Rating: 4 out of 5 stars
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“The same stories unfold all over town,” Brandy Clark sings on “Illegitimate Children,” towards the end of her debut record. Those “same stories” — tales of quotidian struggle and unglamorous normalcy — are the types of narratives Clark is most interested in telling on 12 Stories, her first full-length release after a near decade of songwriting in Nashville. The simplicity in the title 12 Stories, a reference, perhaps, to J.D. Salinger’s 9 Stories, gives a good sense of Clark’s direct, plain-spoken, songwriting. Tracing the mundanities of everyday survival and regret, her stories are small in scope, large in emotional resonance.
Brandy Clark is most interested in examining, and celebrating, her characters’ (frequently medicinal) means of coping and denial. Her debut is littered with prescription pain-killers and cheap lottery tickets, antidotes and distractions from the realities of adult responsibility. The 35 year-old songwriter leaves her stories to themselves, avoiding any moralizing of her flailing characters. For Clark, who focuses on endless boredoms and dull struggles in her music, relief is king, and no one diversion is better than another. The man who goes to church each Sunday in “Pray To Jesus” is no different from the woman contemplating an extramarital affair in “What Keeps Me Out Of Heaven,” or the restless mother who lets out her daily disappointments by smoking weed alone in her kitchen. They’re all making their way, finding brief solace and necessary comfort in their metaphorical drug of choice.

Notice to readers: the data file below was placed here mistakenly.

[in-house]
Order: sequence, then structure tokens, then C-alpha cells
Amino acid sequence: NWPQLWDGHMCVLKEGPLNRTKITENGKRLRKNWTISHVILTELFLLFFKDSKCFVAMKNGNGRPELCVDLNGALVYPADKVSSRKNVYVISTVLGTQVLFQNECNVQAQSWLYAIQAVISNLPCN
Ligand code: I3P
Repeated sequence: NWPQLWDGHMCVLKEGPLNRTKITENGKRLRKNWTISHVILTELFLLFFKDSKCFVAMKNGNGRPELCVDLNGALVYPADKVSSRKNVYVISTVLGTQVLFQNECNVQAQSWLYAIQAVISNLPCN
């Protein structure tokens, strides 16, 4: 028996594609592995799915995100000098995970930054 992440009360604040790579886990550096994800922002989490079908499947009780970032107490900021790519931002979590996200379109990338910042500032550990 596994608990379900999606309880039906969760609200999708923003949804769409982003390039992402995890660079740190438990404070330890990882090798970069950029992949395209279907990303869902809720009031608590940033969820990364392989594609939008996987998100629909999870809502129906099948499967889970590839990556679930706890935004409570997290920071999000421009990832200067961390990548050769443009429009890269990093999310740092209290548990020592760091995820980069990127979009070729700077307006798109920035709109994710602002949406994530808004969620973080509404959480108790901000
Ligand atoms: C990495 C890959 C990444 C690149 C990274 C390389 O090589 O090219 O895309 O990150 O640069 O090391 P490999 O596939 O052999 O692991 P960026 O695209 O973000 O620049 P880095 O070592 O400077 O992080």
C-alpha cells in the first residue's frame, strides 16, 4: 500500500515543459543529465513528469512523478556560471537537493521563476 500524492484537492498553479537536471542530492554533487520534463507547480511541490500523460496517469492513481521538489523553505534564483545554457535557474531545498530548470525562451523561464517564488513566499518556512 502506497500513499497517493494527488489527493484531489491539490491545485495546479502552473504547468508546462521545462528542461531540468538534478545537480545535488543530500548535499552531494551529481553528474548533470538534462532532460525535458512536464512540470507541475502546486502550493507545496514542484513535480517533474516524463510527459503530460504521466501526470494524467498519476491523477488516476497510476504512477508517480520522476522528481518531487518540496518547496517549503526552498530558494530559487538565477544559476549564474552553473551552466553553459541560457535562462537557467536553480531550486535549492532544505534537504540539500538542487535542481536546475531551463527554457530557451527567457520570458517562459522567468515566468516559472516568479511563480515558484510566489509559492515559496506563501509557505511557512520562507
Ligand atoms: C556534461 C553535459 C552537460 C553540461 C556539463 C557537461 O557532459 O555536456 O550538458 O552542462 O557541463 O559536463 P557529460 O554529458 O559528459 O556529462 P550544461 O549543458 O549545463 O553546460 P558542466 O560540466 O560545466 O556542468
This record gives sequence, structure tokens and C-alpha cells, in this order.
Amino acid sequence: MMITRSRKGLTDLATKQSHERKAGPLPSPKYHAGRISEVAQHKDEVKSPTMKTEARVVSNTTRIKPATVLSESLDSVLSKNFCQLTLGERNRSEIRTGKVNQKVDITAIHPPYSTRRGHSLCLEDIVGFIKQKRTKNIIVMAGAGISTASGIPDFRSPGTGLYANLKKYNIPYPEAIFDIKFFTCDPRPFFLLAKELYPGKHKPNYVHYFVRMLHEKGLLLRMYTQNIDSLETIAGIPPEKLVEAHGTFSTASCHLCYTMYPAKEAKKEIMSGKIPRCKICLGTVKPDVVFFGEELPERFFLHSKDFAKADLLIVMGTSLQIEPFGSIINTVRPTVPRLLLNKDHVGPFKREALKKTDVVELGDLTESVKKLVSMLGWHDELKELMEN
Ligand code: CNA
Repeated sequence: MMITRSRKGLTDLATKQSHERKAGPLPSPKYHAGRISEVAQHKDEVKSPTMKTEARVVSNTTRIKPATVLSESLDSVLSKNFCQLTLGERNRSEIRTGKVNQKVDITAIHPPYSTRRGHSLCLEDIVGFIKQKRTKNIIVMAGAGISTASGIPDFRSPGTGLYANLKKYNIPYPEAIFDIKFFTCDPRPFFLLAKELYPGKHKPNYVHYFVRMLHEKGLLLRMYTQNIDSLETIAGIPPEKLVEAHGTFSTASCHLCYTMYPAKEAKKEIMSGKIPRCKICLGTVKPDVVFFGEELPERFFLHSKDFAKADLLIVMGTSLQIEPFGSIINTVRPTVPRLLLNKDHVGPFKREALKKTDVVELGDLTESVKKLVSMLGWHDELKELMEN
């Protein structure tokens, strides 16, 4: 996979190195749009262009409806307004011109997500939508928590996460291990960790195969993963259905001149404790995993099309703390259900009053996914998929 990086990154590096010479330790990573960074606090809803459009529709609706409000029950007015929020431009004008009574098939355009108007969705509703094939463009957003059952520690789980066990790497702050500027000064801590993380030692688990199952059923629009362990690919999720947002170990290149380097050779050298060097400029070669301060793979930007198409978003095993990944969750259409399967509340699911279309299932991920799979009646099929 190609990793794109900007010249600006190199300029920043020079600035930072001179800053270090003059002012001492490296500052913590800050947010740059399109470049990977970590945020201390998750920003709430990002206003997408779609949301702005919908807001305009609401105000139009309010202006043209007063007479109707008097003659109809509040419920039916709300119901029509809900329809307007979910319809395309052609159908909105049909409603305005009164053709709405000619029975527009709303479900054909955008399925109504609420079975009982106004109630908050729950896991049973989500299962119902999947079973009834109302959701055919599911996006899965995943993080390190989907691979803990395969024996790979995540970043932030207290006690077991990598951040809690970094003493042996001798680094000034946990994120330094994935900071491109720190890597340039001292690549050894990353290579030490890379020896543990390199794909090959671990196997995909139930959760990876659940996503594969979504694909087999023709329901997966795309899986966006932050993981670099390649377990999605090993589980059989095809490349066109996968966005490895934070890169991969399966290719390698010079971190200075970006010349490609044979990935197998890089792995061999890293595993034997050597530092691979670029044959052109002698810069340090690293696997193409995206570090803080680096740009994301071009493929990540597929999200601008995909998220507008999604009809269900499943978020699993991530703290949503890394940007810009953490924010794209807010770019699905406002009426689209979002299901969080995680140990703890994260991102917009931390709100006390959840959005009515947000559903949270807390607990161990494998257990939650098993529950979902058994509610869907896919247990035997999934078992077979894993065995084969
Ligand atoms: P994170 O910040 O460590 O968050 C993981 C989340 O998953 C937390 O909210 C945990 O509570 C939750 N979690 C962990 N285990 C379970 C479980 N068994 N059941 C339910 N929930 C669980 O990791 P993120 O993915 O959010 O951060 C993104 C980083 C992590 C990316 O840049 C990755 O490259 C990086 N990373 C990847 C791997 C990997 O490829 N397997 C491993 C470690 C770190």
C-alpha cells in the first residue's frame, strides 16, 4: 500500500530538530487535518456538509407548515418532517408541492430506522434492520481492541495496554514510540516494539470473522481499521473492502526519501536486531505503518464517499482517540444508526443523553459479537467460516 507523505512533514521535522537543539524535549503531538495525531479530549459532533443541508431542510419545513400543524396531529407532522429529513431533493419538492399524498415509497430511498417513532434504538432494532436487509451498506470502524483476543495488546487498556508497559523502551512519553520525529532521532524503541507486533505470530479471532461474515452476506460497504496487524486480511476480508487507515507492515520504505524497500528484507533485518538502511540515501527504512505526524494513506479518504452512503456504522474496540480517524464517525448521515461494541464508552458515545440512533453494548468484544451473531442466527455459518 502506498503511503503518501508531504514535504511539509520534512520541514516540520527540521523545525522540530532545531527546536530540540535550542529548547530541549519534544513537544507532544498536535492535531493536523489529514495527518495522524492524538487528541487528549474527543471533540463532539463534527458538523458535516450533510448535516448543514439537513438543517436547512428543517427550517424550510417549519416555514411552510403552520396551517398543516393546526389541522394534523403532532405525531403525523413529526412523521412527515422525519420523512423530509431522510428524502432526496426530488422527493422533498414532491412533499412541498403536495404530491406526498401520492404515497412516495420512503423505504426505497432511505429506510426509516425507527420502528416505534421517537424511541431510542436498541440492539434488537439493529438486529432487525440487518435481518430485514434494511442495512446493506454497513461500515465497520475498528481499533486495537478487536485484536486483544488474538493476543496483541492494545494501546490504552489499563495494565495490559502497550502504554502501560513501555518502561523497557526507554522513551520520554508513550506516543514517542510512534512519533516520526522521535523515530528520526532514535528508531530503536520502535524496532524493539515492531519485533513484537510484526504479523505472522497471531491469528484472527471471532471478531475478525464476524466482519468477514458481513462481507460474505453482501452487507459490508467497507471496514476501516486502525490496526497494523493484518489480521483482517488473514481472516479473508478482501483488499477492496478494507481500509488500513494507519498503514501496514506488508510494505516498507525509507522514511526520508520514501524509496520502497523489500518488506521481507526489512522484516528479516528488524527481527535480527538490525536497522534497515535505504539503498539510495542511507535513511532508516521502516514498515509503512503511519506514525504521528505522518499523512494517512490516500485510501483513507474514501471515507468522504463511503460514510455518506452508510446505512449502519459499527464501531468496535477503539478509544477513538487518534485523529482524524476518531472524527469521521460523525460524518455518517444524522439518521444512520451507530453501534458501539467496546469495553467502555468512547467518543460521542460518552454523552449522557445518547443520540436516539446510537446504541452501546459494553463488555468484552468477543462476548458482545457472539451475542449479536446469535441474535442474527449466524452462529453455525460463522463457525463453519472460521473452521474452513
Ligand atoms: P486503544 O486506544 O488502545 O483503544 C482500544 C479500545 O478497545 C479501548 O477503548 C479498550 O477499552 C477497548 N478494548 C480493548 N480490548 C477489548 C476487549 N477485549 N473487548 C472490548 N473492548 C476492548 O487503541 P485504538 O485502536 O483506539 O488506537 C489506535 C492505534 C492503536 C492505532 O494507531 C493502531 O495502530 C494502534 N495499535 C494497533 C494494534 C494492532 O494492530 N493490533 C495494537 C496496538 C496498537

Working with producer Dave Brainard, Clark’s first record is sparse and clean, and the record feels like an ode to the type of 90’s female country music that Clark considers a primary influence. One of the most refreshing aspects of 12 Stories is that Clark, a Washington native and long-time Nashville resident, is utterly disinterested in posturing a rural authenticity, eschewing pedal steel for the piano in her most affecting ballads (“Hold My Hand,” “What Keeps Me Out Of Heaven”). Clark’s debut is a welcome, engrossing respite from the party-fueled escapism that’s dominated Music City throughout the summer of 2013. 12 Stories, a record full of humor and pain, remorse and reckoning, is one of the very best country debuts of 2013.